(Photo by Eliza Morse/FOX)
While the X-Men and the Brotherhood are the best known mutant groups, there are other organizations. For some mutants, the struggle between Xavier and Magneto’s goals is too much to take and others just want to hide away from the world. On The Gifted, these other groups may emerge as members of the Mutant Underground or as rival factions rising up as the central leadership the X-Men and Brotherhood offered disappears.
One such group is the Morlocks, introduced in Uncanny X-Men #169. As most are too deformed by their mutations to live in mainstream society, they literally dwell underground in tunnels around the New York area. Led by Callisto, the group consciously chose their name from H.G. Wells’ The Time Machine to reflect their exile status. Under the leadership of Storm, the group waxed and waned over the years, but eventually re-established their underground society and welcomed humans into their ranks following a number of upheavals above ground. The mostly benevolent group closely resembles The Gifted’s Mutant Underground, but may yet appear as a faction of their own at some point. In fact, it would be interesting to see stranger looking mutants appear on the show; even if the makeup effects mean those appearances would have to be brief.
(Photo by Ryan Green/FOX)
No matter how you slice it, “Reed Strucker” (Stephen Moyer) is an interesting name. It is composed of two very important names from elsewhere in the Marvel Universe: Reed Richards and Baron Wolfgang Von Strucker. Reed, of course, was there at the dawn of the Marvel Age of Comics in issue #1 of Fantastic Four. And like the Reed of The Gifted, he’s dedicated to his causes and often forgetful about his family until menace lands on their doorstep.
Strucker, meanwhile, was a leading HYDRA figure who debuted in Sgt. Fury and His Howling Commandos #5 (another work of Kirby and Lee). But he also has a surprising tie to the X-Men line of titles via his genetically altered children Andrea and Andreas Von Strucker. Introduced in Uncanny X-Men #194 by writer Chris Claremont and artist John Romita Jr., the twins were in charge of a white supremacist organization known as Fenris; challenging Storm and Magneto at different times. The pair eventually became involved in a number of villainous organizations like The Upstarts. Sometime later, Andrea died when she discovered Baron Zemo lurking in the body of Citizen V. Andreas would become The Swordsman, eventually dying himself at the hands of Spider-Man foe Norman Osborn. As this is Marvel Comics, both siblings eventually returned to the land of the living and opened Club Fenris, a hotspot for supervillains. Oh, they also love each other very much – in the Targaryen sense.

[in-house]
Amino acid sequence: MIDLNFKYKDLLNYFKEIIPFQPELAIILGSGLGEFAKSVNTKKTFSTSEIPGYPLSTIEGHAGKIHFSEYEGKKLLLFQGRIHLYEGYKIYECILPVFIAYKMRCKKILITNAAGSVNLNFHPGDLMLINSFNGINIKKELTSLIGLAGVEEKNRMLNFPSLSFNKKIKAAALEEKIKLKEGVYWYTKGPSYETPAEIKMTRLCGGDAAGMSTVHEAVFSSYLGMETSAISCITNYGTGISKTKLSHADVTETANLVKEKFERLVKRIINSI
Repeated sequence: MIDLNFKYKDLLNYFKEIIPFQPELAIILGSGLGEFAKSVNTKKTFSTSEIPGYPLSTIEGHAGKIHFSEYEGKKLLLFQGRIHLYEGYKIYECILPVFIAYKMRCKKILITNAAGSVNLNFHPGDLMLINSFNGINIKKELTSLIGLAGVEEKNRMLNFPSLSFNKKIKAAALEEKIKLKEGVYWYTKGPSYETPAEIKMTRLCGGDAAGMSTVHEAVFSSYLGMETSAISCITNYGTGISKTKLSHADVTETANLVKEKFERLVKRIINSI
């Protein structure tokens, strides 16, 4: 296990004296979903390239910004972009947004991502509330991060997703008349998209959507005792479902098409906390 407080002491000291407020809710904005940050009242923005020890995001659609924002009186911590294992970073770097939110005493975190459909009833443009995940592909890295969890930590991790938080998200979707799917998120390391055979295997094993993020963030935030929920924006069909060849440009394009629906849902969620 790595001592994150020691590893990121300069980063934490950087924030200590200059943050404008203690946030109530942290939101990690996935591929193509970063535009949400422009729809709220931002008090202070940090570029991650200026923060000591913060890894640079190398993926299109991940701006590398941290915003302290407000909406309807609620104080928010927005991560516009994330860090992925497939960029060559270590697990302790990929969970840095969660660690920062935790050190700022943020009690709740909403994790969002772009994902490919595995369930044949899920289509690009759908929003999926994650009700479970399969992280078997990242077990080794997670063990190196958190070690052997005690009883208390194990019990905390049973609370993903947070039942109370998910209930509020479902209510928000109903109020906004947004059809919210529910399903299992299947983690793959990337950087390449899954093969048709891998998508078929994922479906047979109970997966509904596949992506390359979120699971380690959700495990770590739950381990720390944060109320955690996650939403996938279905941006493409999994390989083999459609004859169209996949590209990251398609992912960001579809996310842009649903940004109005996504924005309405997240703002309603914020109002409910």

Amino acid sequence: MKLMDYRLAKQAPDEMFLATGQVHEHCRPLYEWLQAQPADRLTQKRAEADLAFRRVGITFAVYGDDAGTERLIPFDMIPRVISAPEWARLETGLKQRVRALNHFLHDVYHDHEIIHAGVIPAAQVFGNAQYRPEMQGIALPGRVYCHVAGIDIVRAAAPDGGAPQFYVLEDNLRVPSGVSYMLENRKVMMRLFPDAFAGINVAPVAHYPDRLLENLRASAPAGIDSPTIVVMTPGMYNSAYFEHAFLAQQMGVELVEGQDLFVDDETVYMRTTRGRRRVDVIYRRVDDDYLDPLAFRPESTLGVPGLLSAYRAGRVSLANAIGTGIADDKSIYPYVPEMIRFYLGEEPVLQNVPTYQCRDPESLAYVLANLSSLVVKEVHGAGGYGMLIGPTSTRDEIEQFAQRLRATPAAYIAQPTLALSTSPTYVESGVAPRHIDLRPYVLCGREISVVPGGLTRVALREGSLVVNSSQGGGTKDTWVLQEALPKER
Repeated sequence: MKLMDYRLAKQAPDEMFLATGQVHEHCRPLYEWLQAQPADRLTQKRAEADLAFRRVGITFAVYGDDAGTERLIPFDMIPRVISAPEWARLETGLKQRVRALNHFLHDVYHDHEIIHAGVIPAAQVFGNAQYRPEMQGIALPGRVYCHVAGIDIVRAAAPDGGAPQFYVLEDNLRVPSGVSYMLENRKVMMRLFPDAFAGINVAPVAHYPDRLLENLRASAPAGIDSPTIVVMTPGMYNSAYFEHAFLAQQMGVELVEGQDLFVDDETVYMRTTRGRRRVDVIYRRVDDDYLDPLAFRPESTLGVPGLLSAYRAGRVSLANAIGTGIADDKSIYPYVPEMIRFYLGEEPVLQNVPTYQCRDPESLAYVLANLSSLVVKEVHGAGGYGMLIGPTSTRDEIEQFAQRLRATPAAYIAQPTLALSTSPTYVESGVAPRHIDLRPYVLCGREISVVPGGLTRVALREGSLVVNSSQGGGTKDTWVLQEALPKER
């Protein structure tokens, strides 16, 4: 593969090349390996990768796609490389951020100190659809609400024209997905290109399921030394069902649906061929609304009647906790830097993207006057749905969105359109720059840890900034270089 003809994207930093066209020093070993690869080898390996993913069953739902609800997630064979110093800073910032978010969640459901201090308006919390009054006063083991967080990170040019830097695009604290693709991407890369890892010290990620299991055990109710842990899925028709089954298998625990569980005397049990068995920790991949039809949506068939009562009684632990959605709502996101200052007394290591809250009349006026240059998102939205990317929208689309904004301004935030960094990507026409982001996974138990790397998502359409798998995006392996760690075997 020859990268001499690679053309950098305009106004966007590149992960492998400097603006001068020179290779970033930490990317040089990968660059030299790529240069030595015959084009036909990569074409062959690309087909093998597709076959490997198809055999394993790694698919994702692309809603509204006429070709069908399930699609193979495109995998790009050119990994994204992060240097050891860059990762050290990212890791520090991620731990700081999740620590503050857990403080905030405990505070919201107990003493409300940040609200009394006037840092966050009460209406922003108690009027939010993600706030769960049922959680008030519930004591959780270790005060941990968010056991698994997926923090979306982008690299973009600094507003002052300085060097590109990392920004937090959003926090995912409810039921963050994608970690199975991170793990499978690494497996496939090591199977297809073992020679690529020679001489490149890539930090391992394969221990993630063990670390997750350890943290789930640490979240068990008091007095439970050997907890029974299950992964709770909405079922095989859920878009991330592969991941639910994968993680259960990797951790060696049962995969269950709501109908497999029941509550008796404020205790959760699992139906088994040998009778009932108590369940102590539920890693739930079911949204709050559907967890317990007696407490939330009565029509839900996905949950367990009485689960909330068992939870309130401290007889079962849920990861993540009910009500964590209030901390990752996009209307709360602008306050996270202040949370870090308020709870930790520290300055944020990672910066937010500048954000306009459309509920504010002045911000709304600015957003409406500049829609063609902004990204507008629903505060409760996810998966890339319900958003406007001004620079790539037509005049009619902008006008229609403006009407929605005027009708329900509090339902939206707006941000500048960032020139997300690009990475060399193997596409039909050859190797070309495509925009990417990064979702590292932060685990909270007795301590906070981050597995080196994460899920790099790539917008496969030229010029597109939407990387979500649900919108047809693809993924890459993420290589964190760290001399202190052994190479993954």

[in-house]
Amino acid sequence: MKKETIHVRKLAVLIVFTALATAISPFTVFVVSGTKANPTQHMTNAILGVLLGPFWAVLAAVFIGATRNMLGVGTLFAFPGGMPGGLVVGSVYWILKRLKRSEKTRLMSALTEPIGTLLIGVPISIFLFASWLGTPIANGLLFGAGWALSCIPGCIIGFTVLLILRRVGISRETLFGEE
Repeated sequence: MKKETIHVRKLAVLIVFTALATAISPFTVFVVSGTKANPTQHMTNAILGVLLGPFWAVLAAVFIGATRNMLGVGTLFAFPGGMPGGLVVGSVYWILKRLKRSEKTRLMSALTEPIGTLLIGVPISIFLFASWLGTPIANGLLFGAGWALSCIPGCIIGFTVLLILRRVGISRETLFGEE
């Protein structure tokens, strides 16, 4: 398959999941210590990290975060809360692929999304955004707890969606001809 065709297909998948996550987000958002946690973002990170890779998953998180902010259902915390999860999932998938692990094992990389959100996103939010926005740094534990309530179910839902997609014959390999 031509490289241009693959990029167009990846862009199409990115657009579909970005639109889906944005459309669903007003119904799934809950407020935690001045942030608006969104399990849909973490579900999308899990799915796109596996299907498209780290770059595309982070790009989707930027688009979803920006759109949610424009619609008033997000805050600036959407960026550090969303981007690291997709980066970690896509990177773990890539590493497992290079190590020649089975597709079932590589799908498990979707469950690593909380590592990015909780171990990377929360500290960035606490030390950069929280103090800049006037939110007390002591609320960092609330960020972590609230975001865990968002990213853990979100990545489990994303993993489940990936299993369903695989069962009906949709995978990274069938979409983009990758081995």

Of course, it is hard to tell what this means for The Gifted. But it is notable that Reed’s children are named Andrea and Andrew. The show also makes an early wink to their comic-book counterparts as Andy draws a wolf in the opening moments. But is it just a wink? Perhaps someone in the Strucker line altered their genetic makeup. The possibilities are almost as thrilling as the pilot episode’s climatic chase scene.
While not a comic book connection, Marco’s ringtone is clearly the theme song from the 1990s X-Men cartoon: the only truly memorable X-Men musical theme ever composed.
(Photo by Twentieth Century Fox Film Corporation)
Vague references to the Incident, the missing X-Men, the anti-mutants laws and “the Wall” all suggest that The Gifted may be taking place some years before the events of Logan. It is a good X-Men timeline to work from as it closely resembles our own world, yet takes for granted knowledge of things like mutation and the X-Men. It also quickly sweeps away established characters unavailable to the show while giving characters like Polaris and Blink an opportunity to take the spotlight. Though the connection to Logan is unconfirmed, tying The Gifted to that film’s history also makes the various metaphors of mutation that much stronger. If Logan is part of The Gifted’s future, we know the mutants will lose.
At the same time, that definite outcome may be the strongest reason for The Gifted to stand on its own while finding great characters and ideas in the source material. Despite 10 X-Men feature films, a cable network drama and countless episodes of animated X-Men shows, The Gifted still has enough unexplored comic book lore to mine that it could very well start its own television universe.
The Gifted airs Mondays at 9 p.m. on Fox.